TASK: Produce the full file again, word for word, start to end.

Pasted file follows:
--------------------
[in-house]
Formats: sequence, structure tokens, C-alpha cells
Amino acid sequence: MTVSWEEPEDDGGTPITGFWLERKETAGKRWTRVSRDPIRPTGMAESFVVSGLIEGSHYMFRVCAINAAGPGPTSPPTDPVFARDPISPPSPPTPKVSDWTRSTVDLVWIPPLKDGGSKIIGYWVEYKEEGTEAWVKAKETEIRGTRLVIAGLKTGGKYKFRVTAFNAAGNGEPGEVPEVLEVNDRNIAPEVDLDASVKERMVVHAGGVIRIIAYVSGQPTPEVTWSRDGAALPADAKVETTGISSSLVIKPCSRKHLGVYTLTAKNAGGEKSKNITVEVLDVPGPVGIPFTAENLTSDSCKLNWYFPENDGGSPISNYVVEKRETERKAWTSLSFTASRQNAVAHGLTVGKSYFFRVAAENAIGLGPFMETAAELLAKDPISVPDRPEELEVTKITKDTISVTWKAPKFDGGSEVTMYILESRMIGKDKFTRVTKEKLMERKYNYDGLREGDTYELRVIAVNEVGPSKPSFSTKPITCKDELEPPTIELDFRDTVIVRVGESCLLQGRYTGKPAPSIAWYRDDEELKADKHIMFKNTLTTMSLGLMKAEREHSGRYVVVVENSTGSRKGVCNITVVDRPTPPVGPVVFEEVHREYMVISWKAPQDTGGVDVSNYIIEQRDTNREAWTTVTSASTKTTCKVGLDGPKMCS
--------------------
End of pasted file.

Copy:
[in-house]
Formats: sequence, structure tokens, C-alpha cells
Amino acid sequence: MTVSWEEPEDDGGTPITGFWLERKETAGKRWTRVSRDPIRPTGMAESFVVSGLIEGSHYMFRVCAINAAGPGPTSPPTDPVFARDPISPPSPPTPKVSDWTRSTVDLVWIPPLKDGGSKIIGYWVEYKEEGTEAWVKAKETEIRGTRLVIAGLKTGGKYKFRVTAFNAAGNGEPGEVPEVLEVNDRNIAPEVDLDASVKERMVVHAGGVIRIIAYVSGQPTPEVTWSRDGAALPADAKVETTGISSSLVIKPCSRKHLGVYTLTAKNAGGEKSKNITVEVLDVPGPVGIPFTAENLTSDSCKLNWYFPENDGGSPISNYVVEKRETERKAWTSLSFTASRQNAVAHGLTVGKSYFFRVAAENAIGLGPFMETAAELLAKDPISVPDRPEELEVTKITKDTISVTWKAPKFDGGSEVTMYILESRMIGKDKFTRVTKEKLMERKYNYDGLREGDTYELRVIAVNEVGPSKPSFSTKPITCKDELEPPTIELDFRDTVIVRVGESCLLQGRYTGKPAPSIAWYRDDEELKADKHIMFKNTLTTMSLGLMKAEREHSGRYVVVVENSTGSRKGVCNITVVDRPTPPVGPVVFEEVHREYMVISWKAPQDTGGVDVSNYIIEQRDTNREAWTTVTSASTKTTCKVGLDGPKMCS